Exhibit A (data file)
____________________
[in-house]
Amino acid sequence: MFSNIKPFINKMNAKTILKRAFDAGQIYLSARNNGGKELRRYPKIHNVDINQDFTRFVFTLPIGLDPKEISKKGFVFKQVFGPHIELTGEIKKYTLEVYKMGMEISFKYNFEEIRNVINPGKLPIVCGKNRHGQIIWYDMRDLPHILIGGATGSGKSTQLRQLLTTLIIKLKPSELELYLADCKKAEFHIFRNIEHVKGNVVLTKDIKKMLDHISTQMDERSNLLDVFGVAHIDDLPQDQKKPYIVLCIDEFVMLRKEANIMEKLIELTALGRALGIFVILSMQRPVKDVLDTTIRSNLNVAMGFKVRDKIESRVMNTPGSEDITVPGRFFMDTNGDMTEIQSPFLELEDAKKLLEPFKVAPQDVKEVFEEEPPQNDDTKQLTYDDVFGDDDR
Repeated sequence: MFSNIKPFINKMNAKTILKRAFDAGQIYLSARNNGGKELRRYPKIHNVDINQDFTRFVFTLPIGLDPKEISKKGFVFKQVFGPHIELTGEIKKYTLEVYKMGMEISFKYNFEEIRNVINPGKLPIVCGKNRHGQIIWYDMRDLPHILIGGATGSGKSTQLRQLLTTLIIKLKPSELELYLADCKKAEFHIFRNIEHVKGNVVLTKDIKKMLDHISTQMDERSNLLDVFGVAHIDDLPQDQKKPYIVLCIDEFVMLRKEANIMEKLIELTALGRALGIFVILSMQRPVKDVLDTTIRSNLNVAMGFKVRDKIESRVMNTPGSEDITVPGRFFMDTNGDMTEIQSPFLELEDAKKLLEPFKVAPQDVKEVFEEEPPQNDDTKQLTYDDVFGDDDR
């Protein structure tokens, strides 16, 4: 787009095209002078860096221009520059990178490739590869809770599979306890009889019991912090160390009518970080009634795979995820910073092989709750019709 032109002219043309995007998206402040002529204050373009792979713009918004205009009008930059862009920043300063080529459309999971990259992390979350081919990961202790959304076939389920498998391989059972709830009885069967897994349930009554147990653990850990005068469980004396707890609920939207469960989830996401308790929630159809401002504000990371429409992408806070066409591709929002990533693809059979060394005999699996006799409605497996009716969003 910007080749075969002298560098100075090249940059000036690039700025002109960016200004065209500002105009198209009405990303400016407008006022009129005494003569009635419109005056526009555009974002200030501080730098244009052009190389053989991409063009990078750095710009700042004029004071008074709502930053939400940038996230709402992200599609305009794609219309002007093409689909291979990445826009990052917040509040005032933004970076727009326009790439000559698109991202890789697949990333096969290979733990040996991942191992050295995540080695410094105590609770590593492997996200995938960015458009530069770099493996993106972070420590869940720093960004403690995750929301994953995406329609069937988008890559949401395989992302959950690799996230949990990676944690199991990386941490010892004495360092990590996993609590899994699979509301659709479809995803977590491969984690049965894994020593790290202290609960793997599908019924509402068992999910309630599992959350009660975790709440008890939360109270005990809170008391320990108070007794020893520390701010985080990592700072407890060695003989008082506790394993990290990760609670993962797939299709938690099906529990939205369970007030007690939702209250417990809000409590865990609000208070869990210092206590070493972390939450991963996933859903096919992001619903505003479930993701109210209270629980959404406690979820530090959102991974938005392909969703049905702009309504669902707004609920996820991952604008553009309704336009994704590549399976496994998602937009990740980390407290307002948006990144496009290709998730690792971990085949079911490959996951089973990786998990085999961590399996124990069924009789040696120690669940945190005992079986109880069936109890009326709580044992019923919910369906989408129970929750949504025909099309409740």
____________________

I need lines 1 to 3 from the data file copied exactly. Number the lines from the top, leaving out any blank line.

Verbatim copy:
[in-house]
Amino acid sequence: MFSNIKPFINKMNAKTILKRAFDAGQIYLSARNNGGKELRRYPKIHNVDINQDFTRFVFTLPIGLDPKEISKKGFVFKQVFGPHIELTGEIKKYTLEVYKMGMEISFKYNFEEIRNVINPGKLPIVCGKNRHGQIIWYDMRDLPHILIGGATGSGKSTQLRQLLTTLIIKLKPSELELYLADCKKAEFHIFRNIEHVKGNVVLTKDIKKMLDHISTQMDERSNLLDVFGVAHIDDLPQDQKKPYIVLCIDEFVMLRKEANIMEKLIELTALGRALGIFVILSMQRPVKDVLDTTIRSNLNVAMGFKVRDKIESRVMNTPGSEDITVPGRFFMDTNGDMTEIQSPFLELEDAKKLLEPFKVAPQDVKEVFEEEPPQNDDTKQLTYDDVFGDDDR
Repeated sequence: MFSNIKPFINKMNAKTILKRAFDAGQIYLSARNNGGKELRRYPKIHNVDINQDFTRFVFTLPIGLDPKEISKKGFVFKQVFGPHIELTGEIKKYTLEVYKMGMEISFKYNFEEIRNVINPGKLPIVCGKNRHGQIIWYDMRDLPHILIGGATGSGKSTQLRQLLTTLIIKLKPSELELYLADCKKAEFHIFRNIEHVKGNVVLTKDIKKMLDHISTQMDERSNLLDVFGVAHIDDLPQDQKKPYIVLCIDEFVMLRKEANIMEKLIELTALGRALGIFVILSMQRPVKDVLDTTIRSNLNVAMGFKVRDKIESRVMNTPGSEDITVPGRFFMDTNGDMTEIQSPFLELEDAKKLLEPFKVAPQDVKEVFEEEPPQNDDTKQLTYDDVFGDDDR